The basal contribution of peripheral chemoreceptors to resting minute V̇e and carotid body sensitivity is in agreement with the magnitude of the transient V̇e decline in response to a brief period of hyperoxia (Dejours test). We have previously described the presence of EpoRs on carotid body cells in WT mice (39). Thus, in anesthetized WT and Tg6 mice, we recorded the V̇e during normoxia (during 20 s) and after a sudden exposure to hyperoxia (100% O2) of a further 20-s period. The hyperoxia-induced ventilatory decline was doubled in Tg6 mice compared with corresponding WT mice (Fig. 4A). In Tg6 animals, the ventilatory difference was mainly due to a higher decline of fR rather than VT (Fig. 4, B and C). In parallel, and considering that Epo is a potent factor modulating release of catecholamines in cells with neural characteristics including PC12 cells (22, 26, 41, 49), we also have evaluated TH activity in carotid bodies of WT and Tg6 mice. Tg6 mice showed significantly reduced TH activity compared with control WT animals (Fig. 4D). As TH is the rate-limiting enzyme for dopamine synthesis in carotid bodies, this data suggests that inhibitory dopaminergic influences are reduced in Tg6 mice. Altogether, these results imply that the Epo-mediated activation of carotid bodies against changes in arterial oxygen pressure is higher in transgenic mice compared with WT.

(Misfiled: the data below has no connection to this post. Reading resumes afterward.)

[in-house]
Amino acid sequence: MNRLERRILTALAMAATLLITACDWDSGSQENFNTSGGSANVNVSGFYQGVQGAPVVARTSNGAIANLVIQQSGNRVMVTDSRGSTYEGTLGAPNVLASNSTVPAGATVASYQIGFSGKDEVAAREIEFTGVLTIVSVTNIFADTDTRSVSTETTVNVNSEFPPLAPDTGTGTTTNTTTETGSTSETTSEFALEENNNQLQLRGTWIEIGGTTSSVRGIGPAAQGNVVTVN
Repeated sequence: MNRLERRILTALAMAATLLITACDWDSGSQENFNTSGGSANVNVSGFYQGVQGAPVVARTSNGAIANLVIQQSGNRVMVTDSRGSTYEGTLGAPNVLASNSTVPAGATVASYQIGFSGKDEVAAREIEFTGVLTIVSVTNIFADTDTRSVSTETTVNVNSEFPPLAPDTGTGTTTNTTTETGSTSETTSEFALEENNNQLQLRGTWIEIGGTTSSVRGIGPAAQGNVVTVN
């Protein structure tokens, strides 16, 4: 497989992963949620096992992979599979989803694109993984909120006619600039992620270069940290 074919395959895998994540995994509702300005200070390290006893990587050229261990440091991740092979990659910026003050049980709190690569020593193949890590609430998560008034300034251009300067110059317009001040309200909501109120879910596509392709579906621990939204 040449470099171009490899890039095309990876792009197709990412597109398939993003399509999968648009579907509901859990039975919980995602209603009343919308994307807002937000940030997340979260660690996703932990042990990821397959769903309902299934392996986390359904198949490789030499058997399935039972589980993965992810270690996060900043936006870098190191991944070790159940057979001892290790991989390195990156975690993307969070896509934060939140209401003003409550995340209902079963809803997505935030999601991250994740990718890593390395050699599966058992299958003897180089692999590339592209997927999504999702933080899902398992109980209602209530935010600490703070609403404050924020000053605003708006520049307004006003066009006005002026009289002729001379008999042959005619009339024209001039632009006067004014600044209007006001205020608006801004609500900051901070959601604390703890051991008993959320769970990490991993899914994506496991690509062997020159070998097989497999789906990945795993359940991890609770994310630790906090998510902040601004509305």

Intraperitoneal injection of domperidone does not stimulate HVR in Tg6 mice.
Domperidone is a highly specific peripheral D2-dopaminergic receptor-antagonist that causes a potent stimulation of V̇e and carotid sinus nerve discharge (16, 18). When domperidone was injected into mice, we found that normoxic (21% O2) and hypoxic (10 and 6% O2) V̇e were stimulated in WT animals (Fig. 5, A–C). However, consistent with the reduced TH activity, this drug had no effect on normoxic or hypoxic V̇e of transgenic animals (Fig. 5, D–F). This result suggests that the basic neurochemistry of the peripheral chemoreceptor is altered in Tg6 animals and that high Epo plasma levels are implicated in this chemosensory rearrangement.
In the present study, the impact of high Epo levels and excessive erythrocytosis on respiratory responses and ventilatory acclimatization to hypoxia were examined. We used a transgenic mouse line showing constitutive high levels of human Epo in brain (26-fold/WT) and plasma (12-fold/WT). The hematocrit values of these mice was 80–90% (36, 43, 44). Despite these remarkable characteristics, our results showed that normoxic and hypoxic V̇e in transgenic mice were similar to WT control. Tg6 mice however, showed marked alteration in the ventilatory pattern upon hypoxic exposure. fR in Tg6 mice was significantly higher, while VT decreased. In line with earlier work, our results suggest that the elevated cerebral Epo levels enhance fR in hypoxia and that Epo plasma levels participate in the modulation of the carotid body chemotransduction.